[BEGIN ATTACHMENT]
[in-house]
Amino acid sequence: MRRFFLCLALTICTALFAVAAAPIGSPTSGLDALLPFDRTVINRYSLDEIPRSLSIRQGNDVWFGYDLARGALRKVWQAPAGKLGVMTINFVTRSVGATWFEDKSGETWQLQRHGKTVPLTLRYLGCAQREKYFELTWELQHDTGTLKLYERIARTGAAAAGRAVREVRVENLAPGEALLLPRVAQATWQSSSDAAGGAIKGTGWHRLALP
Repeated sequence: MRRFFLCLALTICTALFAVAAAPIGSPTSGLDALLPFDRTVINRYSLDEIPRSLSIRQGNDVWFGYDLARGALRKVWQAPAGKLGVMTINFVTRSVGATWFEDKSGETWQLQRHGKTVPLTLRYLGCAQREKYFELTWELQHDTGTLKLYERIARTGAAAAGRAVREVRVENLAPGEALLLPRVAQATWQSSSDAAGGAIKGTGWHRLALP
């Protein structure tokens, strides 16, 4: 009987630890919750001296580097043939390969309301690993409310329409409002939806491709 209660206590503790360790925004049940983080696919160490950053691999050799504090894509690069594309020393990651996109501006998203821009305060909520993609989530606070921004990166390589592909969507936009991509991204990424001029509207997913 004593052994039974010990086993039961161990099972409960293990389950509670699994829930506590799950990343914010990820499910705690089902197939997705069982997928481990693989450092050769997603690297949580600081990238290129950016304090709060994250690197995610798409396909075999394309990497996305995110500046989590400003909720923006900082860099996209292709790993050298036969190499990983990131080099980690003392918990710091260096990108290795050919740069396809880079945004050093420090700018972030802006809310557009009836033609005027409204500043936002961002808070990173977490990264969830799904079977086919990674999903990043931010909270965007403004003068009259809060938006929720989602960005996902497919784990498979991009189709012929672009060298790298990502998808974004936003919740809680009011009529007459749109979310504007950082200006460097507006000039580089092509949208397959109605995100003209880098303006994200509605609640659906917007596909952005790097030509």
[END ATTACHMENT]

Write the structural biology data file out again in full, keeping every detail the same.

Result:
[in-house]
Amino acid sequence: MRRFFLCLALTICTALFAVAAAPIGSPTSGLDALLPFDRTVINRYSLDEIPRSLSIRQGNDVWFGYDLARGALRKVWQAPAGKLGVMTINFVTRSVGATWFEDKSGETWQLQRHGKTVPLTLRYLGCAQREKYFELTWELQHDTGTLKLYERIARTGAAAAGRAVREVRVENLAPGEALLLPRVAQATWQSSSDAAGGAIKGTGWHRLALP
Repeated sequence: MRRFFLCLALTICTALFAVAAAPIGSPTSGLDALLPFDRTVINRYSLDEIPRSLSIRQGNDVWFGYDLARGALRKVWQAPAGKLGVMTINFVTRSVGATWFEDKSGETWQLQRHGKTVPLTLRYLGCAQREKYFELTWELQHDTGTLKLYERIARTGAAAAGRAVREVRVENLAPGEALLLPRVAQATWQSSSDAAGGAIKGTGWHRLALP
């Protein structure tokens, strides 16, 4: 009987630890919750001296580097043939390969309301690993409310329409409002939806491709 209660206590503790360790925004049940983080696919160490950053691999050799504090894509690069594309020393990651996109501006998203821009305060909520993609989530606070921004990166390589592909969507936009991509991204990424001029509207997913 004593052994039974010990086993039961161990099972409960293990389950509670699994829930506590799950990343914010990820499910705690089902197939997705069982997928481990693989450092050769997603690297949580600081990238290129950016304090709060994250690197995610798409396909075999394309990497996305995110500046989590400003909720923006900082860099996209292709790993050298036969190499990983990131080099980690003392918990710091260096990108290795050919740069396809880079945004050093420090700018972030802006809310557009009836033609005027409204500043936002961002808070990173977490990264969830799904079977086919990674999903990043931010909270965007403004003068009259809060938006929720989602960005996902497919784990498979991009189709012929672009060298790298990502998808974004936003919740809680009011009529007459749109979310504007950082200006460097507006000039580089092509949208397959109605995100003209880098303006994200509605609640659906917007596909952005790097030509």